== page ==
Two-Thirds Of Americans Think The Tax System Favors The Rich

That doesn't mean wealthier people feel they're getting a fair shake.

Two-thirds of all Americans think the country's tax system favors the wealthy, according to a new HuffPost/YouGov survey.

Sixty-seven percent say the system is biased toward the rich, while a combined 17 percent think it favors the middle class or poor. Just 4 percent believe everyone is treated equally.

That perception crosses income lines, with a strong majority in every age bracket believing that wealthy Americans have the advantage. It's also held by both 82 percent of Democrats and 66 percent of independents. Republicans are less convinced -- while 47 percent believe the tax system favors the wealthy, 29 percent think it does more to help the poor.

Americans are also in relative agreement about how the system should work. Sixty percent want it to treat everyone equally, while a combined 34 percent want it to favor the middle class or poor. A rather symbolic 1 percent want to see the wealthy benefit.

But the public is more divided about what share of the tax burden currently falls on them. A 44 percent plurality say they pay about the right amount in taxes, while 39 percent feel they pay too much. Just 3 percent think they're getting off too easy.

Some of the divide falls along party lines. Forty-seven percent of Republicans, compared with just 34 percent of Democrats and 36 percent of independents, think they pay more than their fair share of taxes.

But the real gap has to do with income level. Fifty-eight percent of Americans in households making $100,000 a year or more, and just over half making between $50,000 and $100,000, say they pay more than their fair share of taxes. Just 28 percent making less than $50,000 say the same.

People making more than $100,000 a year may say they think the system favors the rich, but they don't necessarily consider themselves among that group. In a HuffPost/YouGov survey taken last June, 88 percent of the public described themselves as belonging to some variation of the middle class. On average, those making more than $80,000 a year defined "middle class" as extending up to a $125,000 annual salary.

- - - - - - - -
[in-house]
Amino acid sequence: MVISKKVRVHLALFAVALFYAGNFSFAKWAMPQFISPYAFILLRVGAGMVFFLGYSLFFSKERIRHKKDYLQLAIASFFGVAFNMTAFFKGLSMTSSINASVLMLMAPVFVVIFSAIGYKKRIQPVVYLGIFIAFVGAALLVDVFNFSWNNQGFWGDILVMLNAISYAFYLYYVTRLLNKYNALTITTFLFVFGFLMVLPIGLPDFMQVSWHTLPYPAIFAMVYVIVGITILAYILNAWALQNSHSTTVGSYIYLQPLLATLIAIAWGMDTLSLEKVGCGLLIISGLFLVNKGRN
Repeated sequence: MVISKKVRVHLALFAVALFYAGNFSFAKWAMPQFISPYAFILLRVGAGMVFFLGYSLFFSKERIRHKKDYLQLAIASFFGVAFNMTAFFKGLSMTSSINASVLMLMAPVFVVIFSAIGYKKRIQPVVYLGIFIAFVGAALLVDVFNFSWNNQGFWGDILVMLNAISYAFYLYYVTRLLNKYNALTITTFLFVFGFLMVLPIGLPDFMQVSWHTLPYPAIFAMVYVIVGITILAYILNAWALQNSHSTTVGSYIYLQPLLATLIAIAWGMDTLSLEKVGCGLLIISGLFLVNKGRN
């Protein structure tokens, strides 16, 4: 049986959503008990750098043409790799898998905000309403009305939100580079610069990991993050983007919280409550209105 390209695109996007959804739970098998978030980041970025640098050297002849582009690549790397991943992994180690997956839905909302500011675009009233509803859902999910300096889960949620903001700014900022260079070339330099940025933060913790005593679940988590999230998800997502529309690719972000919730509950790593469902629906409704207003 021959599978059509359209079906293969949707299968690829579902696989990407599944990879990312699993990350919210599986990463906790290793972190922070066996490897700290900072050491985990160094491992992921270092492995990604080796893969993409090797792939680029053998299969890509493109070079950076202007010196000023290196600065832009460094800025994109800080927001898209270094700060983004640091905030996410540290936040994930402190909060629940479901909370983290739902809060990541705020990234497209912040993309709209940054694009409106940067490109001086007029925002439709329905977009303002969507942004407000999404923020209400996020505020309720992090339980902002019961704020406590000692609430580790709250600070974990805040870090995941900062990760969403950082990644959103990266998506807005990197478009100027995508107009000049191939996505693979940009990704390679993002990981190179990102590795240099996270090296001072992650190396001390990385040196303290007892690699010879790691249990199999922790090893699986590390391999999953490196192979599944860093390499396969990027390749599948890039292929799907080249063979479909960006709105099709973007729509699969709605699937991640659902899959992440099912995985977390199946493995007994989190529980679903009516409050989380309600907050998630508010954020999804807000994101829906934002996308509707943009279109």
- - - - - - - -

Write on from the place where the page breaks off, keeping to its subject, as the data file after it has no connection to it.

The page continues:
For some of the public -- especially those in the highest income bracket -- taxes will continue to be an issue beyond Monday's filing deadline. Thirty-six percent, including half of those in households making above $100,000, say the issue will be very important when they vote for president this year.

Neither party, however, currently holds an advantage on dealing with taxes. While 33 percent say the Republican Party would be best at handling America's tax system, an equal 33 percent prefer the Democratic Party, with the remaining third unsure.

The HuffPost/YouGov poll consisted of 1,000 completed interviews conducted April 2-4 among U.S. adults, using a sample selected from YouGov’s opt-in online panel to match the demographics and other characteristics of the adult U.S. population. 

The Huffington Post has teamed up with YouGov to conduct daily opinion polls.You can learn more about this project and take part in YouGov’s nationally representative opinion polling. Data from all HuffPost/YouGov polls can be found here. More details on the polls’ methodology are available here.

Most surveys report a margin of error that represents some, but not all, potential survey errors. YouGov’s reports include a model-based margin of error, which rests on a specific set of statistical assumptions about the selected sample, rather than the standard methodology for random probability sampling. If these assumptions are wrong, the model-based margin of error may also be inaccurate. Click here for a more detailed explanation of the model-based margin of error.



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